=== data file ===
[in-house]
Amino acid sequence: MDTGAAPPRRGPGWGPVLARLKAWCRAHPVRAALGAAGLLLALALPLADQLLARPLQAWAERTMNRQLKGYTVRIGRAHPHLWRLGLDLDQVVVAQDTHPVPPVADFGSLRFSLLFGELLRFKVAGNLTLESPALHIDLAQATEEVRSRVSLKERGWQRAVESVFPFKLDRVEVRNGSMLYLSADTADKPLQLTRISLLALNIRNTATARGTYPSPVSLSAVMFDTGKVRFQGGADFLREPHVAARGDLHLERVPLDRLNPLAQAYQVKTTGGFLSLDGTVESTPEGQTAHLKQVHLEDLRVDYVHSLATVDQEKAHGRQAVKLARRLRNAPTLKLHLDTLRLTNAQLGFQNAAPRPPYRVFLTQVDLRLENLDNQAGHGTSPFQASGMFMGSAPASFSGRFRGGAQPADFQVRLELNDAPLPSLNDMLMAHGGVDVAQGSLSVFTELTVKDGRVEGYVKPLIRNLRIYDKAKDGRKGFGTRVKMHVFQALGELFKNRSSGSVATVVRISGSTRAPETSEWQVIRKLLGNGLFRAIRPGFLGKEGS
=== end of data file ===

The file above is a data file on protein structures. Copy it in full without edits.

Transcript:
[in-house]
Amino acid sequence: MDTGAAPPRRGPGWGPVLARLKAWCRAHPVRAALGAAGLLLALALPLADQLLARPLQAWAERTMNRQLKGYTVRIGRAHPHLWRLGLDLDQVVVAQDTHPVPPVADFGSLRFSLLFGELLRFKVAGNLTLESPALHIDLAQATEEVRSRVSLKERGWQRAVESVFPFKLDRVEVRNGSMLYLSADTADKPLQLTRISLLALNIRNTATARGTYPSPVSLSAVMFDTGKVRFQGGADFLREPHVAARGDLHLERVPLDRLNPLAQAYQVKTTGGFLSLDGTVESTPEGQTAHLKQVHLEDLRVDYVHSLATVDQEKAHGRQAVKLARRLRNAPTLKLHLDTLRLTNAQLGFQNAAPRPPYRVFLTQVDLRLENLDNQAGHGTSPFQASGMFMGSAPASFSGRFRGGAQPADFQVRLELNDAPLPSLNDMLMAHGGVDVAQGSLSVFTELTVKDGRVEGYVKPLIRNLRIYDKAKDGRKGFGTRVKMHVFQALGELFKNRSSGSVATVVRISGSTRAPETSEWQVIRKLLGNGLFRAIRPGFLGKEGS